Binary AdditionBinary Addition

Let us start counting binarily, right away. The procedure is quite a remarkable one. How much does 3 plus 4 make? According to the code, the answer is "0011" plus "0100." Write them down calmly one below the other just as if they were not code signs but quite ordinary numbers, and add them together:


= 0111

Let us refer to the code . . . "0111" is 7! The calculation is correct! How about 2 plus 4? We write down:


= 0110

The result is correct again. "0110" is 6!

Let us go on adding. What about 2 plus 6? According to the code the sum would look like this:

+ 0110

= 0120

The total that comes out this time, however, is clearly preposterous. "0120" is no code number; there is no such number as a "2" at all; all we have is "0"and "1." Doesn't our calculating system work after all? It certainly does. But we must not add 1 and 1 together so that they make 2 - even if we learned to do so at school. 1 + 1 for us binary calculators makes 10.

That sounds completely crazy. But it is true nevertheless: "one plus one makes one-zero." Write down zero and carry one. The great mathematician Leibnitz was counting in just this way over 200 years ago - in 1763. It was nothing else but his delight in mathematical thinking that led him to do so. There is even a tract from that time, called "Calculating with Nought and One in the Manner of Mr. Leibnitz" which makes amusing reading. It was Leibnitz who first gave this system of counting the name of "binary" (consisting of two digits) - in contrast to our ordinary decimal (ten-part) system.

Let us leap over those two hundred years again and continue to do sums. We will add once more, this time carrying 10's correctly:

  1 1

= 1000

"1000," according to the code, is 8. So the sum is right after all.

The electronic machine counts in precisely the same way. It needs no matrices to do so; it needs flip-flops. And in fact as many flip-flops as the code has channels - 35 of them in the 35-channel code, four for our special code. We have called them A, B, C and D.

Illus. 23

The control lines of the four flip-flops come from the storage. (Illus. 23) We expect to obtain from that source - just as in the matrix system - the coded numbers we have to use for our calculation. Output lead M of each flip-flop leads directly into the adjacent control line. This route must be taken by the "overflow" which arises when "1" and "1" add up to "10." The output leads N lead back to the storage. This is where the result of the calculation should work itself out.

Now let's start. First of all we want to add up 3 and 4, "0011" plus "0100." The "0011" is already there. In Illus. 23 the pulses are already on their way, in the form of the familiar kinks, to flip-flops C and D. Illus. 24 shows what the two pulses do: C and D switch over from M to N.

Illus. 24

In the next beat (yes, calculation marks time here too) the 4, coded to "0100," arrives. The pulse passes over the control line to flip-flop B. In Illus. 24, the pulse can be seen. As soon as it has arrived, the chain of flip-flops looks like this:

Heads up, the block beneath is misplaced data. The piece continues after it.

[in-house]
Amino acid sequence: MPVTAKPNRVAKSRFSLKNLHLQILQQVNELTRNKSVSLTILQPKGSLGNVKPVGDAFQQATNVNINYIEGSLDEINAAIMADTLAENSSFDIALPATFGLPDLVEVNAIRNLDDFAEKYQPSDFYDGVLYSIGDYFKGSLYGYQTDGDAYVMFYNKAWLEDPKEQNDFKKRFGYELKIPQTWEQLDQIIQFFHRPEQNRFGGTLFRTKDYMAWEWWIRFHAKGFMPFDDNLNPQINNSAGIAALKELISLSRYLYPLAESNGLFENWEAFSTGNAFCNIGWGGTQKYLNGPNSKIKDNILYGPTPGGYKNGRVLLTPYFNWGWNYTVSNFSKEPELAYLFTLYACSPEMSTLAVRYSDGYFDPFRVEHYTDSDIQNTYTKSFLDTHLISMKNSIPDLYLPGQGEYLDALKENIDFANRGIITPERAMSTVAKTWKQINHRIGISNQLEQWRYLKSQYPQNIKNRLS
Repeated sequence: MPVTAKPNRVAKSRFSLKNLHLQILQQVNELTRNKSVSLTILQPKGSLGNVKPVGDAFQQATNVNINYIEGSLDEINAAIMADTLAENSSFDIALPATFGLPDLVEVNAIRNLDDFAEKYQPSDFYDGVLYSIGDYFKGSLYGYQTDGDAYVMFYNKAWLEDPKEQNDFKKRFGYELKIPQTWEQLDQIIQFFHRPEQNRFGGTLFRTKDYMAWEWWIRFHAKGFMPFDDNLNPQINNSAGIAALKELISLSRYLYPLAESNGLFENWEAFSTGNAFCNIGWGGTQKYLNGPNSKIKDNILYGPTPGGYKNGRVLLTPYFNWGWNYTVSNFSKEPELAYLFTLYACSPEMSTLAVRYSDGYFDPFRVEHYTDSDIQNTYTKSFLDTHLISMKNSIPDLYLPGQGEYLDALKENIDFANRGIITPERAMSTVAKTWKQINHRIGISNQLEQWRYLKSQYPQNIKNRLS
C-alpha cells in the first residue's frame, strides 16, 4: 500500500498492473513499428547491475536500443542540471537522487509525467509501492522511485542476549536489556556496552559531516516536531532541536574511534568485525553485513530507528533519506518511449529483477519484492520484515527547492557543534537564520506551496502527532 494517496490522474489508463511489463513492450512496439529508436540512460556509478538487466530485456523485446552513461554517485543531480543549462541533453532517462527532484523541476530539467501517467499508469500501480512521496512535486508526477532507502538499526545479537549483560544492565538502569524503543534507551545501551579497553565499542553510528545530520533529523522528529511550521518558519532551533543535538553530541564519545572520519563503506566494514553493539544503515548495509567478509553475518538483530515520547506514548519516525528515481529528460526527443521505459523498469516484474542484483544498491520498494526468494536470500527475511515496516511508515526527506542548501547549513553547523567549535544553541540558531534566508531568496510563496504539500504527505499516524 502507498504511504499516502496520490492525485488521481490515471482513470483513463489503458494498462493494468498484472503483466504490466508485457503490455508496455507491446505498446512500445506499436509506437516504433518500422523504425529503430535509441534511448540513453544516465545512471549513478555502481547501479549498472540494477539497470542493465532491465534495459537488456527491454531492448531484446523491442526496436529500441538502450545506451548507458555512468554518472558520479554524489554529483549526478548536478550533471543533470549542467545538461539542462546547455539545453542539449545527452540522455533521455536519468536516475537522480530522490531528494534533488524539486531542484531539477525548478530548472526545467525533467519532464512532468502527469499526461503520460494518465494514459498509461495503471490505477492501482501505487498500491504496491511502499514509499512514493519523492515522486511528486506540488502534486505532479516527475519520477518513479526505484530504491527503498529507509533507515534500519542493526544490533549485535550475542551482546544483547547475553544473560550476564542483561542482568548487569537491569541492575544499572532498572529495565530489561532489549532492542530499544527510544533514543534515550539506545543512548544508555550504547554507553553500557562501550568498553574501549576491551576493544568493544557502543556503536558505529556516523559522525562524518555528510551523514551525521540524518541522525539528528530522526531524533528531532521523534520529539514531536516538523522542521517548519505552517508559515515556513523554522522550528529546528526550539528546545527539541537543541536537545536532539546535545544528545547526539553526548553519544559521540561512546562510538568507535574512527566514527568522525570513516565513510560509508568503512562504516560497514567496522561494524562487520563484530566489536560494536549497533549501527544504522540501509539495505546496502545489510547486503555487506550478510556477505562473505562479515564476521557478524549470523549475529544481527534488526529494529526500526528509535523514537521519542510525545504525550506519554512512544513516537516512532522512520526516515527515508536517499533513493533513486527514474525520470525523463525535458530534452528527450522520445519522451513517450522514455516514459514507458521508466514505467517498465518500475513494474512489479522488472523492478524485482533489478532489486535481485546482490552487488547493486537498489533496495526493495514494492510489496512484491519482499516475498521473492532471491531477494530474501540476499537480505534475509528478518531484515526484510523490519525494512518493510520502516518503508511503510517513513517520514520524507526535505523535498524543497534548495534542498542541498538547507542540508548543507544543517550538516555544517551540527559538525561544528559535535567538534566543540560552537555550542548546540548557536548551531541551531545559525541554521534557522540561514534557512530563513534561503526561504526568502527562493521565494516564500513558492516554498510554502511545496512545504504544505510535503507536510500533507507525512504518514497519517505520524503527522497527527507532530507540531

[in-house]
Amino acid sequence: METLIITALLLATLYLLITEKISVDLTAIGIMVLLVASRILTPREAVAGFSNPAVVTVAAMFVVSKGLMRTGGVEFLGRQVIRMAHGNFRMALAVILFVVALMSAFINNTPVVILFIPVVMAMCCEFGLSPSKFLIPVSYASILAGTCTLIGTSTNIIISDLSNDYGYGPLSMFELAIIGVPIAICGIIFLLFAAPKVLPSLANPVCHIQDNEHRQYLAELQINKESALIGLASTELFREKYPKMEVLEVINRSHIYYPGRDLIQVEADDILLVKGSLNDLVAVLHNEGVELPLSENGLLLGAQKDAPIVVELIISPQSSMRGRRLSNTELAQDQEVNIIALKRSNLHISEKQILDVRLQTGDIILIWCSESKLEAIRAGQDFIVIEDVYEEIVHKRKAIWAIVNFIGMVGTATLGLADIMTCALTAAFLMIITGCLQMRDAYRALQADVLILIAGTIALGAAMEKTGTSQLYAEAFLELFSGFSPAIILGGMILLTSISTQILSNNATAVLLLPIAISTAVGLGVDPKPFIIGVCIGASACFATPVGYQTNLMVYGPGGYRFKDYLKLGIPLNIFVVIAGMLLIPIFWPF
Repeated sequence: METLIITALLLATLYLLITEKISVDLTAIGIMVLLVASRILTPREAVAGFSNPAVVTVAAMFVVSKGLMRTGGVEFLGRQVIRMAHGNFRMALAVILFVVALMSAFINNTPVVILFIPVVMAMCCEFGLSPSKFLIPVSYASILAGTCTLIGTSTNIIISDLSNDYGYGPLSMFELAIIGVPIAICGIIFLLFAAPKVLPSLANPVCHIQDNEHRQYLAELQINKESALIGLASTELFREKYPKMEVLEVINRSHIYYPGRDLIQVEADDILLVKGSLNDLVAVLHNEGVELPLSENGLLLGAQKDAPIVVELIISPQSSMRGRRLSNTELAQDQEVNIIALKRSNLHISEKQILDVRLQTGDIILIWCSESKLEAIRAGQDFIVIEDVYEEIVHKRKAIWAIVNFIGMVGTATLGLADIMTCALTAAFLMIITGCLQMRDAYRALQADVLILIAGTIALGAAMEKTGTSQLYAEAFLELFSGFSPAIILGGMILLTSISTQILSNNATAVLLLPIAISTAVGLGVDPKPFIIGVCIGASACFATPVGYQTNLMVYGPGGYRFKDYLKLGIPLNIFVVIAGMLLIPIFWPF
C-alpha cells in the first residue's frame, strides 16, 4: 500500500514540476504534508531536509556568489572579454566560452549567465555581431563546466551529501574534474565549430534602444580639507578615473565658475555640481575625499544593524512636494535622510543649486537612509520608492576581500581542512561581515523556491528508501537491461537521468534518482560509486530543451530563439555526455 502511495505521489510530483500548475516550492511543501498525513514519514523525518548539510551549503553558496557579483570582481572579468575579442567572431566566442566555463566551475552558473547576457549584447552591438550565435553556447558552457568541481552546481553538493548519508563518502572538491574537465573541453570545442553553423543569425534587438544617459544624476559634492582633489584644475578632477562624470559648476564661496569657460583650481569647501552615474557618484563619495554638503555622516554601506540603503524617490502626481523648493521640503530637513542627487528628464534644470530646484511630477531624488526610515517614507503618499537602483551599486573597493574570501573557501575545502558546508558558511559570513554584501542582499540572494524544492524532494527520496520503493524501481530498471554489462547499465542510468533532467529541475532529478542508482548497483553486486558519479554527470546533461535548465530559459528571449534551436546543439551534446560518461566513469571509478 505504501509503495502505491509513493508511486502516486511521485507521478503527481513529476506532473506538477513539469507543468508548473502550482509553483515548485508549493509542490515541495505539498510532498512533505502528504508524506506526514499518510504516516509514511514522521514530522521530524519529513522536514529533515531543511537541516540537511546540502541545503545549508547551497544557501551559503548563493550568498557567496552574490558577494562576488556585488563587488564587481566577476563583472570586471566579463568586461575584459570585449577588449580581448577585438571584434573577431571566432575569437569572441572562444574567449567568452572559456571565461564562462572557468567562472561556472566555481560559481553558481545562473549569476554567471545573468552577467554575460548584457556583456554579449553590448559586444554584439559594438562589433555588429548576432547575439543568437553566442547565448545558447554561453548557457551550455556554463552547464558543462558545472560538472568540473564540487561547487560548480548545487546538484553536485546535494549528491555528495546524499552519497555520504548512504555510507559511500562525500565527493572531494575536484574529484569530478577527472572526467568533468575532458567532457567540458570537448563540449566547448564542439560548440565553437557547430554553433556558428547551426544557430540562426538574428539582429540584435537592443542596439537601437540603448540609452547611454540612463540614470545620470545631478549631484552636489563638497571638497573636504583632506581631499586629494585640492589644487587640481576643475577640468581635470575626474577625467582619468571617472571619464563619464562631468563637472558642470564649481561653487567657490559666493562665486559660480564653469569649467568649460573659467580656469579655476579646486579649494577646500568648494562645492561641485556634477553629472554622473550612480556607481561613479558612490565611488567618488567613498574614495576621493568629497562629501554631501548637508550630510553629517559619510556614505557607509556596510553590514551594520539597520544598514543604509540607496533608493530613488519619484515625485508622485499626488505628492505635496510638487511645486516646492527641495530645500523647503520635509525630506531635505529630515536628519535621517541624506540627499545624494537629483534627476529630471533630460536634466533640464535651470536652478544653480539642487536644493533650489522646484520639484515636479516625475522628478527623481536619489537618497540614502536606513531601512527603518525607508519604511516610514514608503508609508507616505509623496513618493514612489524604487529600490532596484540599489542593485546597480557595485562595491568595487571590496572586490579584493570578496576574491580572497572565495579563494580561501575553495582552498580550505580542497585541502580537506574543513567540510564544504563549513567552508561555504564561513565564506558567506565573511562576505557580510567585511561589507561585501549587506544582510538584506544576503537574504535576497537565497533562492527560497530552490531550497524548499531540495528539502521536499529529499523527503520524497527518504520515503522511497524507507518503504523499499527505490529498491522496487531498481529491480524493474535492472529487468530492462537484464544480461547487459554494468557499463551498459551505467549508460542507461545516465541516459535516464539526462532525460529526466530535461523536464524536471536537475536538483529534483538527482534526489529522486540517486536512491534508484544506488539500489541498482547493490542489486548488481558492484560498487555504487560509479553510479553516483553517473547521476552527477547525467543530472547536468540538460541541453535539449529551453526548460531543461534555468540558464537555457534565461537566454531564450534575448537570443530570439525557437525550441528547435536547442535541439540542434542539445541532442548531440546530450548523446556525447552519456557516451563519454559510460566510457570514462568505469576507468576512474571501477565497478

Illus. 25

Now flip-flop B has also switched over to position N. And the result of the addition comes in the form of pulses via the output leads of all the flip-flops which are at switching position N: "0111." That means 7. Our flip-flops have worked it out!

Shall we carry on counting or stick to "0111?" We add 6 to that, coded "0110." In Illus. 26a, the pulses are already approaching along the control lines.

Illus. 26a

The pulses have hardly had time to arrive before the flip-flops reverse B and C - as Illus. 26b shows.

Illus. 26b

Flip-flops B and C are now at M again. And now comes the neatest trick of all. switching back to M causes a pulse, an "overflow pulse," to the control line of the next flip-flop. This has already been made evident in Illus. 26b: such an overflow pulse runs from C over to B, and another from B to A. These pulses make B and A switch over once more-from M to N:

Illus. 26c

The calculation is finished. Wherever there is a flipflop at N, a pulse emerges. The result can be read again at the output leads. And the result is "1101." That, in our code, is the number which is the best answer we can expect if we add together 7 and 6, namely 13.

So now we can add binarily. But how do you multiply? You do not "multiply" at all. You simply add.

In other words: instead of multiplying 716 by 85, you add up eighty-five 716's. Mathematical sleight-of-hand enables you to simplify the procedure somewhat. For example, you can add together eight 716's, add a zero to this intermediate result (which is 5,728) to make 57,280, and then add 716 another five times. The same result comes out as in the eighty-five-fold addition, and the operation is carried out rather more quickly.

Subtracting Binarily >>>>

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First printed in Germany: 1963


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